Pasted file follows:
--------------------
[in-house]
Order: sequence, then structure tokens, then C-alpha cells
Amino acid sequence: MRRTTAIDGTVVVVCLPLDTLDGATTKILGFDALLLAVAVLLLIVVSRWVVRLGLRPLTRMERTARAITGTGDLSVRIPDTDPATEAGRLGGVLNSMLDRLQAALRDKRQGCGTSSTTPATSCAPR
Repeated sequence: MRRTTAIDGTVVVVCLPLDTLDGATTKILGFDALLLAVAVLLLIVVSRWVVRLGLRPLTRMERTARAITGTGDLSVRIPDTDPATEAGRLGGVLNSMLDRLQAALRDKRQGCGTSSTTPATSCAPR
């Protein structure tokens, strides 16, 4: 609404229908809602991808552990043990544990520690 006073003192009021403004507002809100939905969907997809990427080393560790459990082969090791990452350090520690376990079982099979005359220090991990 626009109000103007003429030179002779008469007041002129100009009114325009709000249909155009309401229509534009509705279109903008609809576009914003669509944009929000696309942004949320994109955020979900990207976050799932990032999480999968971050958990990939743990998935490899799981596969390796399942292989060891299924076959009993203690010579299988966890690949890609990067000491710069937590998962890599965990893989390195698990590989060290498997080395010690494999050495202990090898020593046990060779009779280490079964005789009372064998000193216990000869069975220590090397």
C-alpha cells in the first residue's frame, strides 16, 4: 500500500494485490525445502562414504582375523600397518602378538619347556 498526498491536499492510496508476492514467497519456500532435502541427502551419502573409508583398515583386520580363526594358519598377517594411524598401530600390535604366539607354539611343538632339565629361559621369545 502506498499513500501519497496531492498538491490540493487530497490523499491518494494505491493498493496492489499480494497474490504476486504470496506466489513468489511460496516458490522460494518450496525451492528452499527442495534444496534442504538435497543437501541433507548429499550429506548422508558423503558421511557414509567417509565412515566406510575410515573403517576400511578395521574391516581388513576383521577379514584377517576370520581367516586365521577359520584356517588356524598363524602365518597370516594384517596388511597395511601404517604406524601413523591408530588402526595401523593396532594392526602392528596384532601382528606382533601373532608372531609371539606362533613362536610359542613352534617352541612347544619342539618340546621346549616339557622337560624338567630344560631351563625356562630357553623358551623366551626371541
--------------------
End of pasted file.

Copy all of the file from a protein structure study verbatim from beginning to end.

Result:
[in-house]
Order: sequence, then structure tokens, then C-alpha cells
Amino acid sequence: MRRTTAIDGTVVVVCLPLDTLDGATTKILGFDALLLAVAVLLLIVVSRWVVRLGLRPLTRMERTARAITGTGDLSVRIPDTDPATEAGRLGGVLNSMLDRLQAALRDKRQGCGTSSTTPATSCAPR
Repeated sequence: MRRTTAIDGTVVVVCLPLDTLDGATTKILGFDALLLAVAVLLLIVVSRWVVRLGLRPLTRMERTARAITGTGDLSVRIPDTDPATEAGRLGGVLNSMLDRLQAALRDKRQGCGTSSTTPATSCAPR
């Protein structure tokens, strides 16, 4: 609404229908809602991808552990043990544990520690 006073003192009021403004507002809100939905969907997809990427080393560790459990082969090791990452350090520690376990079982099979005359220090991990 626009109000103007003429030179002779008469007041002129100009009114325009709000249909155009309401229509534009509705279109903008609809576009914003669509944009929000696309942004949320994109955020979900990207976050799932990032999480999968971050958990990939743990998935490899799981596969390796399942292989060891299924076959009993203690010579299988966890690949890609990067000491710069937590998962890599965990893989390195698990590989060290498997080395010690494999050495202990090898020593046990060779009779280490079964005789009372064998000193216990000869069975220590090397």
C-alpha cells in the first residue's frame, strides 16, 4: 500500500494485490525445502562414504582375523600397518602378538619347556 498526498491536499492510496508476492514467497519456500532435502541427502551419502573409508583398515583386520580363526594358519598377517594411524598401530600390535604366539607354539611343538632339565629361559621369545 502506498499513500501519497496531492498538491490540493487530497490523499491518494494505491493498493496492489499480494497474490504476486504470496506466489513468489511460496516458490522460494518450496525451492528452499527442495534444496534442504538435497543437501541433507548429499550429506548422508558423503558421511557414509567417509565412515566406510575410515573403517576400511578395521574391516581388513576383521577379514584377517576370520581367516586365521577359520584356517588356524598363524602365518597370516594384517596388511597395511601404517604406524601413523591408530588402526595401523593396532594392526602392528596384532601382528606382533601373532608372531609371539606362533613362536610359542613352534617352541612347544619342539618340546621346549616339557622337560624338567630344560631351563625356562630357553623358551623366551626371541